Michael Dirda reviews five fairy-tale books

A review of new books on the fairy tale by Marina Warner and Jack Zipes (including the first translation into English of the first edition of Grimm’s Tales), but also of two books from Princeton University Press’s Oddly Modern Fairy Tales series. I wasn’t aware of this series, but it looks well worth exploring. Dirda looks at Walter de la Mare’s Told Again and at Naomi Mitchison’s The Fourth Pig. The title tale of the latter collection looks particularly interesting in the light of OGOM’s forthcoming Company of Wolves conference; Dirda calls this a ‘Kafkaesque fable’:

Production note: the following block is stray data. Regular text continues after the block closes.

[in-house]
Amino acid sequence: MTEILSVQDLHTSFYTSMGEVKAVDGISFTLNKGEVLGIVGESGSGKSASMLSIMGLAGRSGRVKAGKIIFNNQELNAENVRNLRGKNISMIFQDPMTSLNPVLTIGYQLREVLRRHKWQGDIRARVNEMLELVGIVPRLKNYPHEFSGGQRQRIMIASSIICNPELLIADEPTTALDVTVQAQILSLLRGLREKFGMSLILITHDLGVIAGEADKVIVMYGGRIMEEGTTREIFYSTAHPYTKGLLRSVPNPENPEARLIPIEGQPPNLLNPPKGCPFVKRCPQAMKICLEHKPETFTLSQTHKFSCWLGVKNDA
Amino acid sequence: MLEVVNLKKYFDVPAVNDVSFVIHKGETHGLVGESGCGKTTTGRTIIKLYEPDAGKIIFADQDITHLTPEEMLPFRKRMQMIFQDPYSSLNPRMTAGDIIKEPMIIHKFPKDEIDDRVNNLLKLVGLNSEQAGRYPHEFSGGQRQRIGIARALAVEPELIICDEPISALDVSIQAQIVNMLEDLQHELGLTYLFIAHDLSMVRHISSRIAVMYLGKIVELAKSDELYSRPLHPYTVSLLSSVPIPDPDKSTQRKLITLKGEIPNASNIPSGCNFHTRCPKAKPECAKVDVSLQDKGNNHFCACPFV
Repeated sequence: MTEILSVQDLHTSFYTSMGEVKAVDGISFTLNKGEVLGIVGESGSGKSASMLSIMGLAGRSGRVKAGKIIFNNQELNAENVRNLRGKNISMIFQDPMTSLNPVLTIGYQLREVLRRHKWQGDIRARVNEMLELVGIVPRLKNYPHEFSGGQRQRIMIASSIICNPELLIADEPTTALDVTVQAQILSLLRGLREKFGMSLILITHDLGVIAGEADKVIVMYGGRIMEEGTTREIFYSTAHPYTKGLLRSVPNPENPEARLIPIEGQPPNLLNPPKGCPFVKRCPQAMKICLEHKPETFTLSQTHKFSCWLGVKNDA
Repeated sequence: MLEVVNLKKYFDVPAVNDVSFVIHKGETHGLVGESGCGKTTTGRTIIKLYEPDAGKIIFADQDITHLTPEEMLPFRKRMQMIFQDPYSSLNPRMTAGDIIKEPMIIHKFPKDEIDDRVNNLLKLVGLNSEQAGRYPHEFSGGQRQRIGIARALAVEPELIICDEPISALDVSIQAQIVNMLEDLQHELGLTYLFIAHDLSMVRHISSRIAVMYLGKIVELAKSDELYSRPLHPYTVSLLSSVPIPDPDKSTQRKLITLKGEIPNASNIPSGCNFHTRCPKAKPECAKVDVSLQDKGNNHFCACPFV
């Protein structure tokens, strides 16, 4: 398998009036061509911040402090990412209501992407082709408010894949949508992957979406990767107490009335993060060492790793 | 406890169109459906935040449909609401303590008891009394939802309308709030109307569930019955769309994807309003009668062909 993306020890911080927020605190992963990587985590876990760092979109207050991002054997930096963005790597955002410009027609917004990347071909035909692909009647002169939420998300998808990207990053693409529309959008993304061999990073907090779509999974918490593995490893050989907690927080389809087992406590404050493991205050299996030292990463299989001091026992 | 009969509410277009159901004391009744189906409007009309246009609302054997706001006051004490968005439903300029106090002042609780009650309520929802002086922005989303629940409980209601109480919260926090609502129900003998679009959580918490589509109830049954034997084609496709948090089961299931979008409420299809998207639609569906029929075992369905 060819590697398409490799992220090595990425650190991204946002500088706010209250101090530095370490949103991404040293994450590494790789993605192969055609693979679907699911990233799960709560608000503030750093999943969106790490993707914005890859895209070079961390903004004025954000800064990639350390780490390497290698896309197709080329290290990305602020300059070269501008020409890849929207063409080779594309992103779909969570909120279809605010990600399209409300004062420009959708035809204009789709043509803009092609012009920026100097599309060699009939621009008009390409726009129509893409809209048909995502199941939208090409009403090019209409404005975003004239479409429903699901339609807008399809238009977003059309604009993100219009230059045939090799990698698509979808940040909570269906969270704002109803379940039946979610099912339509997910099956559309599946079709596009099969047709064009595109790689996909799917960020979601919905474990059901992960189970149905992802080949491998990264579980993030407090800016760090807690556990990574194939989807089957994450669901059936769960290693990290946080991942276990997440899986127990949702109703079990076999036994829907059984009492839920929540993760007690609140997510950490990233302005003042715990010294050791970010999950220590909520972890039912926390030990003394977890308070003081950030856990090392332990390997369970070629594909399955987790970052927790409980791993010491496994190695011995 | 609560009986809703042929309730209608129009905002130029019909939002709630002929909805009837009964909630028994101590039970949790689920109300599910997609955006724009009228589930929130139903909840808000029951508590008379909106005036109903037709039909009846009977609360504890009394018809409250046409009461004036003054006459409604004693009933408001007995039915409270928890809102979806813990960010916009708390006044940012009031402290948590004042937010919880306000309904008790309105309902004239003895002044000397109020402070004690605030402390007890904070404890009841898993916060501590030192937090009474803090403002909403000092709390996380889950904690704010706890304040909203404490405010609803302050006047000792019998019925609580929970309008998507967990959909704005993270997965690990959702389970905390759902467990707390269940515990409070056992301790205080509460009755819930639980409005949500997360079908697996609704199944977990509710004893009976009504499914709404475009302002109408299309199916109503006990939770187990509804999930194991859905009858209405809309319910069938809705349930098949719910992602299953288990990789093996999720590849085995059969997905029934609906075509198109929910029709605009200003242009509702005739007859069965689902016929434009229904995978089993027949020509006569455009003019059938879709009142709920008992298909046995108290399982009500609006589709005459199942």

Sometimes the Wolf is quiet. He is not molesting us. It may be that he is away ravaging in far places which we cannot picture, and do not care about, or it may be that he lies up in his den, sated for the time, with half-slumberous, blood-weighted eyes, the torn flesh hot in his belly provoking miasmic evil which will turn, as he grows cold and hungry again, into some new cunning which may, after all, not be capable of frustration by the meek.

About William the Bloody

Cat lover. 18C scholar on the dialogue and novel. Co-convenor OGOM Project
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